Fab Fabrics: Zippers


Normally when we think about fabric, we picture lovely bolts of yardage, ready to cut and shape, but there are lots of notions and less conventional materials that we sew and craft just like fabrics. Zippers are a great example, but the typical store bought sort aren’t the most eco-friendly option.

Zipper tape (the part that you sew into your garment) is usually made of polyester, a petroleum product. The zipper and pull are often plastic, and if they’re metal there’s no guarantee that it was responsibly mined. Don’t worry, though, because we have some ideas to help you green that sewing project down to the zipper!

Getting Thrifty

A great resource for eco-friendly zippers is right in your local thrift store! Second hand skirts and dresses will have the easiest sort to harvest. Choose garments that are torn or stained, so you’re not pulling apart something perfectly usable. Bonus points if you stick to things with pretty patterns, so you can use that fabric, too!

To harvest your zipper, just sit down with your seam ripper and carefully free it from the fabric. It’s a little labor intensive, so you might want to settle in with a movie and harvest yourself a bunch all at once. That way, you’ll have them on hand when inspiration strikes.

Recycled Options

If you’re working in a large quantity and don’t have time to harvest, don’t fret! YKK’s Natulon zipper is recycled and biodegradable! You can contact YKK to find a Natulon seller near you.

Another recycled zipper option is the Green Gear zipper from TYT Trend, but it looks like you might need to order in bulk to work with them. They have several different styles: plastic, metal, double, and even a water resistant variety!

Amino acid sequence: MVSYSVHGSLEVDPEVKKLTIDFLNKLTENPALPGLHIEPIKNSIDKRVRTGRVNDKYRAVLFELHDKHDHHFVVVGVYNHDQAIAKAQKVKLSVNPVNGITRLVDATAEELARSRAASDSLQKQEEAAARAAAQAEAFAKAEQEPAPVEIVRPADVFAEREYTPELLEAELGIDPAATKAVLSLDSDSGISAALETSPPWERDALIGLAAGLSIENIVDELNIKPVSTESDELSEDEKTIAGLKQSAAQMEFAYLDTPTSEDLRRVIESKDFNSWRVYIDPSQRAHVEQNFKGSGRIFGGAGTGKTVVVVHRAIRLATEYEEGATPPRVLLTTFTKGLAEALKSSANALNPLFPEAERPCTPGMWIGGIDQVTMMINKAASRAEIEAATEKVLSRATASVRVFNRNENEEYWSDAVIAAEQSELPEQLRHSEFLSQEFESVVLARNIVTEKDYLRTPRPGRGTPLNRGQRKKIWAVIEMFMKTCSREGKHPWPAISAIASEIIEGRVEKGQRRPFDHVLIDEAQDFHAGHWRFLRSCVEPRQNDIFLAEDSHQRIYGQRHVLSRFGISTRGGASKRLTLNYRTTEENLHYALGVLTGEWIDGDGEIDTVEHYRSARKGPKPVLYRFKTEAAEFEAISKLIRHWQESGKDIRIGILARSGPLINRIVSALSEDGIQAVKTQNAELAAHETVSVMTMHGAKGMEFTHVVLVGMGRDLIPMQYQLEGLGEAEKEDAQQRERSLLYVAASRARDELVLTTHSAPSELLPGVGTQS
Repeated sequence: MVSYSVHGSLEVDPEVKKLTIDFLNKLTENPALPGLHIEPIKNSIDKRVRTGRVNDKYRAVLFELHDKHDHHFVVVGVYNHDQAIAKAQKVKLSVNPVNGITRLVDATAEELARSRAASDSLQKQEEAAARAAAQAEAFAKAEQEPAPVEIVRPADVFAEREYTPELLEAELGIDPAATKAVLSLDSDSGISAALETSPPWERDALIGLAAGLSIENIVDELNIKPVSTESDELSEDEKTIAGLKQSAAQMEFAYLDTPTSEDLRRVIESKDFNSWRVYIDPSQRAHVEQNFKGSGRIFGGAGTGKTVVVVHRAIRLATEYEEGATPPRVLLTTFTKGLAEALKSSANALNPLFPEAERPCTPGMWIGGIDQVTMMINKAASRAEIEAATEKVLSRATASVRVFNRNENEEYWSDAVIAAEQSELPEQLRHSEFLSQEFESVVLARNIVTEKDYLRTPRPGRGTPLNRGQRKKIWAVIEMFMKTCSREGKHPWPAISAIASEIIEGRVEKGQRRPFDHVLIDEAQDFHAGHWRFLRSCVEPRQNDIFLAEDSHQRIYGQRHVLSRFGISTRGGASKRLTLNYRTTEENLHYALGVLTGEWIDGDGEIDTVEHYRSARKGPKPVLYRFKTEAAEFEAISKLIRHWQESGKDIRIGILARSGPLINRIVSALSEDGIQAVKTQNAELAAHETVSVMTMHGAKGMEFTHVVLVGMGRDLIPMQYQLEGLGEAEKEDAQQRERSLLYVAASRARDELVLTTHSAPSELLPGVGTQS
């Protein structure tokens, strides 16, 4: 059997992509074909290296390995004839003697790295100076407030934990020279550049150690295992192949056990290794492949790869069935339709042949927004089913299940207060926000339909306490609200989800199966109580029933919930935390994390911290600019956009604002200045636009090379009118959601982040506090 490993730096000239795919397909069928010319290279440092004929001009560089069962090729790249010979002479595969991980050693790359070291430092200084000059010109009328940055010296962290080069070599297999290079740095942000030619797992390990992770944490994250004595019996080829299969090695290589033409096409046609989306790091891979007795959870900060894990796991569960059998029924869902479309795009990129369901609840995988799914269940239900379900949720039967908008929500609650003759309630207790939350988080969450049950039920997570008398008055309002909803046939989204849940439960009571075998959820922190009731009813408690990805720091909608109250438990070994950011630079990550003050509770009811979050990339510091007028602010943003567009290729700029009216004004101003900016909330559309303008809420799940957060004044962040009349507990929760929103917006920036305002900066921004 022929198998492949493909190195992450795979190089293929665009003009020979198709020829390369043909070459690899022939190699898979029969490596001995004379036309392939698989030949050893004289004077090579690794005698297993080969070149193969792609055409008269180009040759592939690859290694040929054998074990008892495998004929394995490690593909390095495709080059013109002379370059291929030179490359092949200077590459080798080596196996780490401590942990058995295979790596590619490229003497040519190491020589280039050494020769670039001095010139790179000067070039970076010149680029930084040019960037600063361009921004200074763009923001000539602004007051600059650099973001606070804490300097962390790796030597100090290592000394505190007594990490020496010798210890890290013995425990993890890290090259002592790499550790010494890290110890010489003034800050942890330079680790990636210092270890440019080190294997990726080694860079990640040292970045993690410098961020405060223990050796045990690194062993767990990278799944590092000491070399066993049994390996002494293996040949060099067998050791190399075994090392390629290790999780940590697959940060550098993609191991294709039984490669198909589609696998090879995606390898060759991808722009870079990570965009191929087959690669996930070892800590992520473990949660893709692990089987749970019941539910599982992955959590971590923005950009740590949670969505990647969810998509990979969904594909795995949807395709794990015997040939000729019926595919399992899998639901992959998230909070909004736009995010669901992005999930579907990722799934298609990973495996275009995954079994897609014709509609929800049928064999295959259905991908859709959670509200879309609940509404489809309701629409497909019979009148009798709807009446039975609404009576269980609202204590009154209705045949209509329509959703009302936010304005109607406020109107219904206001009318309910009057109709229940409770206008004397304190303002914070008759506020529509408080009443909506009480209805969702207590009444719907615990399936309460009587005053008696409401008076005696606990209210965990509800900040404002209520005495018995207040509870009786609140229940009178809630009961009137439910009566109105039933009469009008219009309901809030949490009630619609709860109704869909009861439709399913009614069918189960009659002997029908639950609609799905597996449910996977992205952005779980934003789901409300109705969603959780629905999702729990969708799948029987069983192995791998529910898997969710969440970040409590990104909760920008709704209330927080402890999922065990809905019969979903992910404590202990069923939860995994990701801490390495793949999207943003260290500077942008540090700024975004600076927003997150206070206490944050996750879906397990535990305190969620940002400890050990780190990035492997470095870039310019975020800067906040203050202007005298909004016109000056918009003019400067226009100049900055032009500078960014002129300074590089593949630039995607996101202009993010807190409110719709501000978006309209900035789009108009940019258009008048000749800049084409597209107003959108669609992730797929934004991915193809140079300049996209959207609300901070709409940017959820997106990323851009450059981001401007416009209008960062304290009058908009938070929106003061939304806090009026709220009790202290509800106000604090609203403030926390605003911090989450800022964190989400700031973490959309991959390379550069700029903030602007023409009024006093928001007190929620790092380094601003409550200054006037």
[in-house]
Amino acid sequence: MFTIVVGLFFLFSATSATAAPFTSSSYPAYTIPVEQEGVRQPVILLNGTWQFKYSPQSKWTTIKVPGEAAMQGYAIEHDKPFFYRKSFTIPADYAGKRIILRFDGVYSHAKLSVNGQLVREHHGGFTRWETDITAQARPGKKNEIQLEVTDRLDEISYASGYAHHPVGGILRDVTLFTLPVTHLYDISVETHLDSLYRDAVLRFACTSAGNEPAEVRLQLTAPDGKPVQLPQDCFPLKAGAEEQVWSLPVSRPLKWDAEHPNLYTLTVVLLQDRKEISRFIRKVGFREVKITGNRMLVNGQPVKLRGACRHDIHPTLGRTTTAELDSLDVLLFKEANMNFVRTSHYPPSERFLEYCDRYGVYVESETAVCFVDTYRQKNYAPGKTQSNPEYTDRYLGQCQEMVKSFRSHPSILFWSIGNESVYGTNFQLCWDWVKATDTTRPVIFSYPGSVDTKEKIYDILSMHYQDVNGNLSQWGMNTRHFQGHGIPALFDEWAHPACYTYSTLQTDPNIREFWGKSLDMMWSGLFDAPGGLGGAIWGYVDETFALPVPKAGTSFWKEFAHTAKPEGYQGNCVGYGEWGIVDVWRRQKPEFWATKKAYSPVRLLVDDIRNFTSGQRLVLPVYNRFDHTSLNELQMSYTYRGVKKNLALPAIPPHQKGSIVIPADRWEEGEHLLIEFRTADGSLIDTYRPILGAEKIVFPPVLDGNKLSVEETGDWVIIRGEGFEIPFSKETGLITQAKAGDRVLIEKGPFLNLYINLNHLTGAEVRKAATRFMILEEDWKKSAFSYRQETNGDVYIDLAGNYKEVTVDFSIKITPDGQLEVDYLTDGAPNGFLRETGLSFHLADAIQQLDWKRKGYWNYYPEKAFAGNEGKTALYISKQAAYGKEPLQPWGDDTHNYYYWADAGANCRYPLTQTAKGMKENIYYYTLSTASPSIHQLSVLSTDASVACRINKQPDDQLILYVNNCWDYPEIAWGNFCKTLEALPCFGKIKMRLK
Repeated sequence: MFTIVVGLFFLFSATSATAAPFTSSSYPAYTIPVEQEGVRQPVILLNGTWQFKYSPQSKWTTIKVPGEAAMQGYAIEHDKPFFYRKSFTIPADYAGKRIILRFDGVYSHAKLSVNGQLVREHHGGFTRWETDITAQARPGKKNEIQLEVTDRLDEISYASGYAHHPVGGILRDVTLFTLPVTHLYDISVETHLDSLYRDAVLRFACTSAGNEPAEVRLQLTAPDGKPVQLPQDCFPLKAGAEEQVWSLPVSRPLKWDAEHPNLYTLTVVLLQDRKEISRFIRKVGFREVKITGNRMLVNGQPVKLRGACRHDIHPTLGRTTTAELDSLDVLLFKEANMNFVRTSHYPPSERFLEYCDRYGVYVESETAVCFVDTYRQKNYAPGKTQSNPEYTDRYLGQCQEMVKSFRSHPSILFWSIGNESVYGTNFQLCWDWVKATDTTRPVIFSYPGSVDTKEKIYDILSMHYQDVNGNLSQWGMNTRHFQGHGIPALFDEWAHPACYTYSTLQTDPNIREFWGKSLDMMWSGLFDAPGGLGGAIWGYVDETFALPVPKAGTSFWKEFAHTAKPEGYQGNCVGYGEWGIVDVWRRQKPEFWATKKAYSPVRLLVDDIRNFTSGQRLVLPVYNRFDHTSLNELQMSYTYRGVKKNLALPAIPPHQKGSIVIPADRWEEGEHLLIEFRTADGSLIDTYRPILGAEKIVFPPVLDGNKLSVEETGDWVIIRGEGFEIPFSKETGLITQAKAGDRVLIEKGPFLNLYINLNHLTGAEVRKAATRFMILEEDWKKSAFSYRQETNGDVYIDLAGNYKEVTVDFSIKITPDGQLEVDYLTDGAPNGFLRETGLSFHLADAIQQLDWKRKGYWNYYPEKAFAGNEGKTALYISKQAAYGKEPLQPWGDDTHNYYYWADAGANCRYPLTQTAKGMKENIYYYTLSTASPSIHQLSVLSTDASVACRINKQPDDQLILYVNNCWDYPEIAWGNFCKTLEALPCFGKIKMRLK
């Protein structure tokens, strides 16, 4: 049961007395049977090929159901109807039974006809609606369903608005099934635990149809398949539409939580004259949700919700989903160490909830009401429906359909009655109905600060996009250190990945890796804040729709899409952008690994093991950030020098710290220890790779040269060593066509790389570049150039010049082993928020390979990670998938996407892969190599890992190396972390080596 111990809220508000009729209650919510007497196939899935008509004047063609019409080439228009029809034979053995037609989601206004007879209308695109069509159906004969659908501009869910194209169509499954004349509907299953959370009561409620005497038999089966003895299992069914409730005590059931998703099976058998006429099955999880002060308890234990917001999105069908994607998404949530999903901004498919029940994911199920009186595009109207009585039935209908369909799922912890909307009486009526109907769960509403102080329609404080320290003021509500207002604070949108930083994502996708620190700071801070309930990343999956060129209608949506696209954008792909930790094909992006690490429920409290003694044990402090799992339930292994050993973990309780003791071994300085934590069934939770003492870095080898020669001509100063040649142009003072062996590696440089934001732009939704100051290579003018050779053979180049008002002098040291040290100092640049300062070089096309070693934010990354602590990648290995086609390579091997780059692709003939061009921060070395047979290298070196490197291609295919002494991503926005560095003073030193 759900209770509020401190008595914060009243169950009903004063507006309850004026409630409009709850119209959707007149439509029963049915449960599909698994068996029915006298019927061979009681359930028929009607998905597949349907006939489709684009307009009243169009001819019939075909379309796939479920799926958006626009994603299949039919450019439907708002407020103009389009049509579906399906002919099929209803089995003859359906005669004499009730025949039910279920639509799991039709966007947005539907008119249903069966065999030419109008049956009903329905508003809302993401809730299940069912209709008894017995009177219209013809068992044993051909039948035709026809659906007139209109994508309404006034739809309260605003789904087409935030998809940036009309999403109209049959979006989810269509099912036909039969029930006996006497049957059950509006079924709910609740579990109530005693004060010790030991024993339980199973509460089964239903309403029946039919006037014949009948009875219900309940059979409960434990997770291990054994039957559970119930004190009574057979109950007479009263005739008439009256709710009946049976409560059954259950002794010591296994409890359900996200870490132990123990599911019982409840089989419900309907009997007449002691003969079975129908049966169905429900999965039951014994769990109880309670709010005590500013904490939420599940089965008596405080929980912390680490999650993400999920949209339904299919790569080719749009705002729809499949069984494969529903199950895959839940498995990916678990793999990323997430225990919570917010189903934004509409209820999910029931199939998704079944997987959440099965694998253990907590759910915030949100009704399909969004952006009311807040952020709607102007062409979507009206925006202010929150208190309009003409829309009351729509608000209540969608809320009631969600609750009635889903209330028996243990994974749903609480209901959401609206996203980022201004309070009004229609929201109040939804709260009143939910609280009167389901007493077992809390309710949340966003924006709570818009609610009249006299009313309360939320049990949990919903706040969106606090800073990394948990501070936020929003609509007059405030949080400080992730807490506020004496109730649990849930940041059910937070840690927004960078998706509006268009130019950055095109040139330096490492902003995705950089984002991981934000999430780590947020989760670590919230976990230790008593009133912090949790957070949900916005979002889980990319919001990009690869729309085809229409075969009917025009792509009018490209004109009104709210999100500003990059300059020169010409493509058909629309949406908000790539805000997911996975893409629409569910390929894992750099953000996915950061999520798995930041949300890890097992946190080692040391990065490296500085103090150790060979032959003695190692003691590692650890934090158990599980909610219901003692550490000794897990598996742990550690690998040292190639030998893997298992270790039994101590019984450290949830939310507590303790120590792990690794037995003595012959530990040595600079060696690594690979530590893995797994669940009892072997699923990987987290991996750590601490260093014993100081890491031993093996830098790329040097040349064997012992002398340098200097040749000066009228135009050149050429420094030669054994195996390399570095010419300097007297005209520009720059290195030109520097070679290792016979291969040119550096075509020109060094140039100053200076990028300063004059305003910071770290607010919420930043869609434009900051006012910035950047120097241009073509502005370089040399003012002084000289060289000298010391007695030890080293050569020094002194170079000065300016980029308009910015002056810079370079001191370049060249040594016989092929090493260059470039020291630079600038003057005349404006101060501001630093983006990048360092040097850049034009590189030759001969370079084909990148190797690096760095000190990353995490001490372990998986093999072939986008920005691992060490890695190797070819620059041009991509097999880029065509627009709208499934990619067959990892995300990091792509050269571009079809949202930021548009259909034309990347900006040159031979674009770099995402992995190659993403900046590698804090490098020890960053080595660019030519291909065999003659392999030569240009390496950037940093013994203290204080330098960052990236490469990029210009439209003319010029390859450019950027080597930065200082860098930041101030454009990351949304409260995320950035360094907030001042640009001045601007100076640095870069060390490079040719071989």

Do you guys know of any other eco-zipper resources? Share away in the comments!

[Image Credit: Zipper. Creative Commons photo by mamichan]

8 thoughts on “Fab Fabrics: Zippers”

  1. thanks for the great info! I try to use all green/natural fabrics and notions in my shop but the information on zippers is virtually inexistent. I do recycle as much hardware as I can but it’s great to know that there are environment options out there!

  2. My Mom has always detatched buttons, zippers, name tapes, trims etc when a garment is worn out, and then it often gets remade into something for my children…and of course, my endless patchworking! I’ve a whole box of re-cycled zippers dating back to goodness knows when, and jars of old buttons…and Yes! I know how lucky I am!

  3. Barb Greenwood

    Since zippers are difficult for so many of us to install, develop some patterns for clutch purses that use the fabric and zipper, cut right from the garment whole!

  4. Great idea! I already buy things to get the buttons on them; now I can look for zippers, too!

    If you’re in Portland, OR, there’s a thrift shop on NE 102nd & Sandy that has a $0.35 sale on odd Saturdays. Anything that hasn’t sold in the regular tag-sale cycle goes to the basement and is sold for thirty-five cents each. You would not believe the lovelies you can pick up there!

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